Of messengers winged, wandering and wondering…
Of birds, baths and beaks…
Above the CD collection of mixed ownership hangs a certificate, testifying that the quarter acre or so which I now tend was once registered as a wildlife garden.
Qualification – twenty five years ago – required us to have five ‘wildlife features’; long grass, woodpiles, bog areas, ponds and the ilk. I think it likely though that had the registering body known that our original ‘pond’ was a bath, we’d have been more likely to have been certified than certificated.
My father was pretty wild too; having manhandled the cast-iron hulk down the steep quarry steps and spent hours sinking it in at ground level as a ‘surprise’ for his beloved-who-wanted-a-pond, his beloved’s reaction was not quite what he expected. The clincher for my mother was probably the taps, but even without the no-longer-running H&C it was always going to be a buried bath – which of course now had to be exhumed and hauled back up the steps, my father leaking good karma with every riser.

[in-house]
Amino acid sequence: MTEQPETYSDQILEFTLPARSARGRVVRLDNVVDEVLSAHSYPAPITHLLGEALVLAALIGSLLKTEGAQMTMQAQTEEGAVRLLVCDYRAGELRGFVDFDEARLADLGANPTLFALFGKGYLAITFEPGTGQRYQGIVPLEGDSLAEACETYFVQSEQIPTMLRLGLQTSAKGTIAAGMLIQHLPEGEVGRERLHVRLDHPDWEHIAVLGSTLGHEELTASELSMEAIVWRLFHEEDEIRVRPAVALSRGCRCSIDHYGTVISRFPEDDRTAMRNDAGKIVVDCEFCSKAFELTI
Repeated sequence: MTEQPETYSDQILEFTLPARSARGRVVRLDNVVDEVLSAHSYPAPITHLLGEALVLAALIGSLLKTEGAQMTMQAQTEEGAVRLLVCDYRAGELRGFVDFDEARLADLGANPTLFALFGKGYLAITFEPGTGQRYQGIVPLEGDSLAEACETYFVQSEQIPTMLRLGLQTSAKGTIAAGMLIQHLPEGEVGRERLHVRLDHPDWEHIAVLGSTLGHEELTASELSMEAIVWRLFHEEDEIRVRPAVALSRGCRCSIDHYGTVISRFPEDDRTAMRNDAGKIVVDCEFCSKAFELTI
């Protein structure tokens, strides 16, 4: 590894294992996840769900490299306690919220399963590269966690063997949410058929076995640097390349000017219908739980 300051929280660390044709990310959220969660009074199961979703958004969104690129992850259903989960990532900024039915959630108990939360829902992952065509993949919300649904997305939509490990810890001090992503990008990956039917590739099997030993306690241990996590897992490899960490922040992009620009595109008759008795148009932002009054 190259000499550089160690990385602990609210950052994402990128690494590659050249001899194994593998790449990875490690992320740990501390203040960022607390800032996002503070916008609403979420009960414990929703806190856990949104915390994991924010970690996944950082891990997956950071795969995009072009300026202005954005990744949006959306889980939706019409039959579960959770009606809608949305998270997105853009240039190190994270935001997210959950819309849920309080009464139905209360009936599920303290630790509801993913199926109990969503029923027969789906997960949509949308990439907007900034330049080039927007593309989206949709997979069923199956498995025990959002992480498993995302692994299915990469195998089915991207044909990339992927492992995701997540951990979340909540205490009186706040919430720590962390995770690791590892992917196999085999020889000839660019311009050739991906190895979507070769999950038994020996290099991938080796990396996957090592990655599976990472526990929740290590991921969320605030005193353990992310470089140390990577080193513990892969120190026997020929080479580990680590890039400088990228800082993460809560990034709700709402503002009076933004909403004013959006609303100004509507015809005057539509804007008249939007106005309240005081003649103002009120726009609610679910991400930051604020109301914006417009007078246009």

His subsequent silence – anger and hurt invariably manifesting themselves in a lowering rather than a raising of the volume in our household – lasted for several days, during which time mum no doubt had time to reflect that he had, after all, meant well. Not a word of protest was raised then when a neon turquoise plastic sheet later appeared lining the rather sinister, coffin-shaped indent.
I swear the imported tadpoles wore sunglasses that first year – they looked, after all, as though they’d ended up on a Club Med holiday. Time, however, is a great fader, and today, bar the shape, it looks almost like a pond. Only algae seem to thrive in it, but I suppose they’re wildlife too